So world peace lies in tatters again! Was I dumb for even hoping? It used to be a regular feature of beauty contests that contenders would vacuously claim to “dream of world peace”. But followers of Jesus Christ, whether they are beautiful or ugly, really should dream of world peace, because that is what he came for. He is the Prince of Peace, and the promise of his kingdom is that it will come with ever-increasing peace.

In the midst of this chaos we celebrated Pentecost, the amazing day when “Parthians and Medes and Elamites and residents of Mesopotamia, Judea and Cappadocia, Pontus and Asia, Phrygia and Pamphylia, Egypt and the parts of Libya belonging to Cyrene, and visitors from Rome, both Jews and proselytes, Cretans and Arabians” together heard of the mighty works of God. The church was the original United Nations. Pentecost was the day when God reversed the curse of Babel through the gift of tongues so that the nations could once again speak to each other. On the day of Pentecost, God put us back in the place where “nothing that they propose to do will now be impossible for them.” What a prospect!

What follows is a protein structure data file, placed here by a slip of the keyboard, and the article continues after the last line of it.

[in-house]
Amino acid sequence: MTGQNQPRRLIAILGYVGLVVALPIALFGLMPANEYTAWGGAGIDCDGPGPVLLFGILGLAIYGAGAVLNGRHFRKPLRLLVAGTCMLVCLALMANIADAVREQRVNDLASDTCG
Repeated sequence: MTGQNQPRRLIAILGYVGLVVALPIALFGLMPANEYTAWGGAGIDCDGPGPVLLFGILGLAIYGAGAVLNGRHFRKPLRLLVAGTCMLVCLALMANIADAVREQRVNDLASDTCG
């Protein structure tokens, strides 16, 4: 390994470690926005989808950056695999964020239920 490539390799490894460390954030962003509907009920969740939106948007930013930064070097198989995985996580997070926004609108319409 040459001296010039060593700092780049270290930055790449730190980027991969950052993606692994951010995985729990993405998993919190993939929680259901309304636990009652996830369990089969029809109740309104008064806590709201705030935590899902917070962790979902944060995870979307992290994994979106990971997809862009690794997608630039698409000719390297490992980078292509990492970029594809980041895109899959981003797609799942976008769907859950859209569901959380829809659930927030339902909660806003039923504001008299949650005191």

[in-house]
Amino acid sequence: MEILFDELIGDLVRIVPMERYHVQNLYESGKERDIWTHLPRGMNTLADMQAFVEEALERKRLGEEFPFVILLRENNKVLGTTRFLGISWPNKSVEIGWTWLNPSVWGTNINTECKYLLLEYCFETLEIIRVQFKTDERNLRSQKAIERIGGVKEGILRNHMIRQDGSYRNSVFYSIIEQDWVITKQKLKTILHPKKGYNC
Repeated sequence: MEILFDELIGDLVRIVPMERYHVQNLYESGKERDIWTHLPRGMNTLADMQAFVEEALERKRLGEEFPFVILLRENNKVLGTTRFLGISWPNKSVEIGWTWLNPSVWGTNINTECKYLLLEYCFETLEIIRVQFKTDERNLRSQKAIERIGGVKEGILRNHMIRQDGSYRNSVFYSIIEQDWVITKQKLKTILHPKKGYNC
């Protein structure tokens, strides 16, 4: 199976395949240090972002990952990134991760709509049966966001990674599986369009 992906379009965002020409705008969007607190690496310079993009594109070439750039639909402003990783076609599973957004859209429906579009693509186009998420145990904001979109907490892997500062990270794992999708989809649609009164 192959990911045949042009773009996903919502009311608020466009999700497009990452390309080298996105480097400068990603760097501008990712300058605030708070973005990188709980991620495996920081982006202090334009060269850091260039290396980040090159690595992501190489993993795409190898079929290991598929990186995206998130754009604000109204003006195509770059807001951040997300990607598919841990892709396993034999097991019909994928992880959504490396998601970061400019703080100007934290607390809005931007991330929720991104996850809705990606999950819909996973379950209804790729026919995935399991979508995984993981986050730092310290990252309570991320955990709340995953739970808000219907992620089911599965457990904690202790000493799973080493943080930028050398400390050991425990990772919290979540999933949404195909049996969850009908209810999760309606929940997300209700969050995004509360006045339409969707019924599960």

Since that day, we haven’t, in all honesty, been great stewards of the kingdom of peace that was birthed in our midst. We are the salt to flavour the earth, but our saltiness has been questionable. I have a modest proposal for world peace(*): that we believers start learning to live in honour with other believers, especially those we disagree with and who differ from us (like how to spell “honour” properly! 😁 ) We can’t blame the world for being the world if the church is failing to be the church.

(*) Acknowledgment is due to the Mennonites who have their own version of this proposal